This bill also intends to make some of the reporting requirements more efficient, such as reporting address changes to local law enforcement only, no longer to DOC. The amended statute also requires registrants to report to local law enforcement at his or her scheduled time whether or not a verification letter is received. We are encouraging registrants to maintain your schedule and keep copies of your paperwork. It is a concern that the likelihood for failure to register could be more likely without documentation on the registrants part. Registrants need to assume all responsibility for their compliance. It is local law enforcement's responsibility to provide paperwork to DOC, but Registrants need to be sure they have documentable records of their visits. It appears the State is not prepared to implement this Statute. There has not been adequate promulgation.
Starkey vs Oklahoma - DOC determination is not date of conviction, it is the date you first registered. When applying the Starkey decision to your case, the date to use is NOT your date of conviction.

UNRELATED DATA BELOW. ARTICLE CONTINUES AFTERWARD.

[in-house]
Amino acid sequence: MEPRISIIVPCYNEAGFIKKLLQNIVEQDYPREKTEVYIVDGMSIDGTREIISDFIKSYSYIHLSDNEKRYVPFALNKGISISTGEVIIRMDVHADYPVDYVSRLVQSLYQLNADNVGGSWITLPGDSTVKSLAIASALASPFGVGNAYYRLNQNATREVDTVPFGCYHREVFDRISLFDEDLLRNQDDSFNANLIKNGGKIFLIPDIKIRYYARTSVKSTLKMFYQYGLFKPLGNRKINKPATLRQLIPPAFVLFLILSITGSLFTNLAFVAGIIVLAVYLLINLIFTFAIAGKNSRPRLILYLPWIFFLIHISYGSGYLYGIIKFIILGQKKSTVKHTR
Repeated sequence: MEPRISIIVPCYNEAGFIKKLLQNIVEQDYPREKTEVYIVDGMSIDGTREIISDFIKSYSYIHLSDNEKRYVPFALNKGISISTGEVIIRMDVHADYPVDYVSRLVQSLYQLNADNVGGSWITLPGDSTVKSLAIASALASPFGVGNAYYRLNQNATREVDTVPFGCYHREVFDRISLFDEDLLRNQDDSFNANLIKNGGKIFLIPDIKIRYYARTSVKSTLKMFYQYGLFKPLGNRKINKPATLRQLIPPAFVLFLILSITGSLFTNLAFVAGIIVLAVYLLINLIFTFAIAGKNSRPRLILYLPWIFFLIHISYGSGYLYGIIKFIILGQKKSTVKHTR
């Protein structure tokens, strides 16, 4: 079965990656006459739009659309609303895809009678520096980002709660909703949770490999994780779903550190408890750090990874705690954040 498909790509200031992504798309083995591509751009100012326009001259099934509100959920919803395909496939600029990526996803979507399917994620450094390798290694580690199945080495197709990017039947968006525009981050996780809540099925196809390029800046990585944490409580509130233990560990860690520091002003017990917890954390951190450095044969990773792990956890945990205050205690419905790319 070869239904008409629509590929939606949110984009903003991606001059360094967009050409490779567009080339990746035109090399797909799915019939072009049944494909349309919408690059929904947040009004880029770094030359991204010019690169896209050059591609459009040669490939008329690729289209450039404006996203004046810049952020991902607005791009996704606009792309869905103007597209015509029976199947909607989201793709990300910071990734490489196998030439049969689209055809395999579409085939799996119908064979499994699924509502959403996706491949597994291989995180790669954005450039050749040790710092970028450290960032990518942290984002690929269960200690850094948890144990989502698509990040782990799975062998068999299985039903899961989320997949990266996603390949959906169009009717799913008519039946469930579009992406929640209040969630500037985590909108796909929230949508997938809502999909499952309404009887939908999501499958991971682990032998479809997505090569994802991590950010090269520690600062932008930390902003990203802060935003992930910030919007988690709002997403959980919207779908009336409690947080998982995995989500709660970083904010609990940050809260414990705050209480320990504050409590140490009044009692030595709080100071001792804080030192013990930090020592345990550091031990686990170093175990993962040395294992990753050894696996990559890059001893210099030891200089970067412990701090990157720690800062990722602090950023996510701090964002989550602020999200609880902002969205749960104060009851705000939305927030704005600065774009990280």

9/5/17 Tenth Circuit splits in holding revocation enhancements for SOs unconstitutional - Splitting two-to-one in a case out of Oklahoma, a panel of the Tenth Circuit Court of Appeals has held that 18. U.S.C. 3583 (k) violates the 5th and 6th Amendments by requiring a revocation judge to impose a longer sentence for the original conviction based on the facts presented for purposes of revocation (and upon which revocation relied). This peculiar enhancement only applied to individuals who were originally convicted of a sexually-based offense and subsequently revoked while serving time on probation.
10/2/17Snyder vs. Doe - On Monday, October 2, and without comment, the U.S. Supreme Court denied Michigan’s petition for a writ of certiorari in Snyder v. Does. This means that the Sixth Circuit’s August, 2016 decision holding most (or much) of that state’s registration enhancements unconstitutional stands.